Tim Freccia is the type of photographer who marches through the sketchiest parts of the sketchiest regions in the world to bring all of us lazy voyeurs insight into a side of humanity we'd never know if it weren't for people like him. For our Photo Issue, Tim submitted The Cowboys of Yirol, a series he shot while hanging out with the seven-foot-tall Dinka tribesmen in southern Sudan.
When I called Tim I expected him to be hunkered down somewhere like Mogadishu, South Sudan, Congo, or northern Kenya like he was in the days and months leading up to my call. Instead, he was enjoying a cold one in Sarajevo, taking a breather for the first time after four years of intense traveling and picture-taking throughout most of Africa.
VICE: Hi Tim. Where are you today?
Tim: I'm in Sarajevo. I just decamped from the Dark Continent and I'm gonna hang out here for a while. I've been in constant motion for years now. I'm here to slow down and take a break.
So you're not in Sarajevo to cover anything in particular?
I'm not doing ANYTHING at the moment, besides drinking a beer. To be honest, I'm just in shock right now. It's pretty crazy to be back in civilization. This has been a particularly long run for me. I've been in motion nonstop for four years, going through all of East Africa, the Horn of Africa, and elsewhere. That's why this retreat, this decompression and return to civilization, is particularly crazy for me. Just last week I was in Juba, Libya before that, and Congo right before that. I feel like I just magically appeared in the middle of summer in Southern Europe with electricity, Internet, running water, and good food.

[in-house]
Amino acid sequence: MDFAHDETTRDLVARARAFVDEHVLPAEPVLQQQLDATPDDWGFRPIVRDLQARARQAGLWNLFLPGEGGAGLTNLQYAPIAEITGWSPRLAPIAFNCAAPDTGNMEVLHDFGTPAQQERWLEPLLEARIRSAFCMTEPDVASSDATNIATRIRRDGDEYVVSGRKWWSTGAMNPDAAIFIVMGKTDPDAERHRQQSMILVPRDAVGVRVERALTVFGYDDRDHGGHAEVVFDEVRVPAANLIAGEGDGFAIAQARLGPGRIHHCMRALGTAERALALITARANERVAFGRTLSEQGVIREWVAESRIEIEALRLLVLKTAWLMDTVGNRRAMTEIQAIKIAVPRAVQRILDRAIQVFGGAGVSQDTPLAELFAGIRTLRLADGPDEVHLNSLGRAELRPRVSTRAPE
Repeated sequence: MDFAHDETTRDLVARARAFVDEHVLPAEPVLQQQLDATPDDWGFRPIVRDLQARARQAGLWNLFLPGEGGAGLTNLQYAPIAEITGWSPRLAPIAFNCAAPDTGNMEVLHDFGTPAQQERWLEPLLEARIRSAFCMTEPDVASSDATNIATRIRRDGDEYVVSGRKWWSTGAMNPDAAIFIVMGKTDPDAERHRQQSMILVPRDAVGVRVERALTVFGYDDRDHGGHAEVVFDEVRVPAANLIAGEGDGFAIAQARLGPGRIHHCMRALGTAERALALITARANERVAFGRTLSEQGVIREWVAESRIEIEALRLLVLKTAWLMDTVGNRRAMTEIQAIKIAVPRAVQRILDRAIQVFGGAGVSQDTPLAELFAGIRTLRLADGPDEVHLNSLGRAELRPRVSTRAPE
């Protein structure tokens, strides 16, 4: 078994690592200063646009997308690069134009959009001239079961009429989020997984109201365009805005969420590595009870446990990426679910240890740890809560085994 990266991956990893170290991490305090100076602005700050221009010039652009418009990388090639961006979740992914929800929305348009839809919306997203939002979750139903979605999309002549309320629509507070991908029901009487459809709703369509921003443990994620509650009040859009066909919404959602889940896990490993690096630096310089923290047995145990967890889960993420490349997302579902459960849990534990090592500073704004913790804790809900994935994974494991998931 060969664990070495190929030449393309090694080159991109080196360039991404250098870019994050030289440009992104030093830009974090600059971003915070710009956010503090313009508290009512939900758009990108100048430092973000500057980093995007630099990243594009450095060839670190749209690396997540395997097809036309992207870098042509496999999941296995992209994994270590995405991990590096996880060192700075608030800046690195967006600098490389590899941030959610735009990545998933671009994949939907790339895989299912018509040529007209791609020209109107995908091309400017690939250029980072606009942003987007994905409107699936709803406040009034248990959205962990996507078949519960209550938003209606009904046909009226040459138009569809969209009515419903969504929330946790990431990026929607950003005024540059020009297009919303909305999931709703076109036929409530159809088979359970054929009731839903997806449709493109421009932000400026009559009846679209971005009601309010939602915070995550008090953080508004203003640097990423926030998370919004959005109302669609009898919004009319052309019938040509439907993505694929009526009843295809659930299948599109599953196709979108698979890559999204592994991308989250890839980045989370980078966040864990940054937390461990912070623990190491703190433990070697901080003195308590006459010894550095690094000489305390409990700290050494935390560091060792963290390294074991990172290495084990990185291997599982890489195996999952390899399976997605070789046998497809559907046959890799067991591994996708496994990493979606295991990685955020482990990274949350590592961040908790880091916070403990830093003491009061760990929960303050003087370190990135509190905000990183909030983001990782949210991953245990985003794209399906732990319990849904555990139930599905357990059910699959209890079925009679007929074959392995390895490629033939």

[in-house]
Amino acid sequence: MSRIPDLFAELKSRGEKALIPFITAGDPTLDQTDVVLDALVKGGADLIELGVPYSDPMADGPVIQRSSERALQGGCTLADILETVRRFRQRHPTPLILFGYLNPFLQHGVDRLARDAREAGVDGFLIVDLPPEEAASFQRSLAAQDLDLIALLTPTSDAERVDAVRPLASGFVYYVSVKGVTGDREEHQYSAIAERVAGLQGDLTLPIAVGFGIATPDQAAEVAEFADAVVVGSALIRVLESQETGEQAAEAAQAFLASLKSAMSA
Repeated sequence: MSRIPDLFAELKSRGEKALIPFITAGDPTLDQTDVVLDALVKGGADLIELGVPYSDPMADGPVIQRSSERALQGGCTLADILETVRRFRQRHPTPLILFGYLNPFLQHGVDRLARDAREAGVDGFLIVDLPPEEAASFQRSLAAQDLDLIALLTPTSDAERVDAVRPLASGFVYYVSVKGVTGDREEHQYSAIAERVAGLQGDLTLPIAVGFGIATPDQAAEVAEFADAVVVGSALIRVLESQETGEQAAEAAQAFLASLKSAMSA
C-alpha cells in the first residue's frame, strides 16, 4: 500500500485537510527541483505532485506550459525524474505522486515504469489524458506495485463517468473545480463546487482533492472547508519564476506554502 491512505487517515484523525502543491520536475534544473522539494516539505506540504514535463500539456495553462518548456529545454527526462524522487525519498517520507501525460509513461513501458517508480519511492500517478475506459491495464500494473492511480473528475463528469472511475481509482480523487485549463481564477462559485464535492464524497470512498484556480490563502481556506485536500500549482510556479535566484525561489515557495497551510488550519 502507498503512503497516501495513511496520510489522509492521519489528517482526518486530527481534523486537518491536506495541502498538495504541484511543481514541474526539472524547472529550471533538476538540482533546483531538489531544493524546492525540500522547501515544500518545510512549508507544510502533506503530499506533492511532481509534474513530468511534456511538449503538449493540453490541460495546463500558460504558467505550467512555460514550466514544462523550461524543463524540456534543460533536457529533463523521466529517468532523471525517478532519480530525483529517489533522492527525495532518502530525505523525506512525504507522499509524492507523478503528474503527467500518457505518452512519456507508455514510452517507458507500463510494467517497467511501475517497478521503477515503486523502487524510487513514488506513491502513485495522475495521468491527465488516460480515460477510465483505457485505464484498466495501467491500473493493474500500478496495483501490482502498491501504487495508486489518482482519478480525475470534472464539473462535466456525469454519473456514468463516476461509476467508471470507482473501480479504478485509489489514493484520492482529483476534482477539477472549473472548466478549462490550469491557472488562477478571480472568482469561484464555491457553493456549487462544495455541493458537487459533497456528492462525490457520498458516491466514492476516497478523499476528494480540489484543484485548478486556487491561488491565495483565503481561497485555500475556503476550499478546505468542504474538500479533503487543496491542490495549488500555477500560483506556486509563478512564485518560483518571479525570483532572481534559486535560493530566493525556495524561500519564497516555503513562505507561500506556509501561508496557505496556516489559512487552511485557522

I was just reading the Robert Frank biography, Blood and Champagne, and it makes photographing war and conflict seem so much more romantic than I imagine it to be. Every night he plays poker, drinks wine, and does a bit of womanizing. But that was Europe in the run up to World War II, not present-day African nations in the midst of war and humanitarian crises. What's it like for you?
It's definitely not so romantic, and the wine is hard to get. A lot of it is just marching. Death marches through the jungle, no food, loose stools, bad water, that kind of stuff. It's mostly sheer endurance.
I'm sure there's some reason you do this for a living. What keeps you going?
Once in a while I get what I consider to be a powerful image. Even if no one else agrees, if I feel like I've captured a powerful image, that's exactly why I do it. But really, a lot of it is very boring. Excitement is short and far between, but somehow it's worth it when I get an image that I'm happy with. Sometimes it's an image that others are happy with, too, and that helps. That soothes my ego a little bit.
Compared to a lot of your other work, the series you shot for our Photo Issue about the Dinka herdsmen in southern Sudan seems more like a fine art series. Do you normally focus on pure journalism when you're working, or do you also think about art?
I think about art a lot. One of the reasons I'm in Sarajevo right now is to reassess things and think about doing more stuff like that series. It has nothing to do with the logistics and mechanics of getting a conflict image or a crisis image. The Yirol Cowboy stuff is purely art. It's about these beautiful people, and it has nothing to do with conflict or crisis. That's one of the reasons I'm enjoying the beer and food and the film festival in Sarajevo. I want to stop and think about that a little bit and figure out what I want to do next.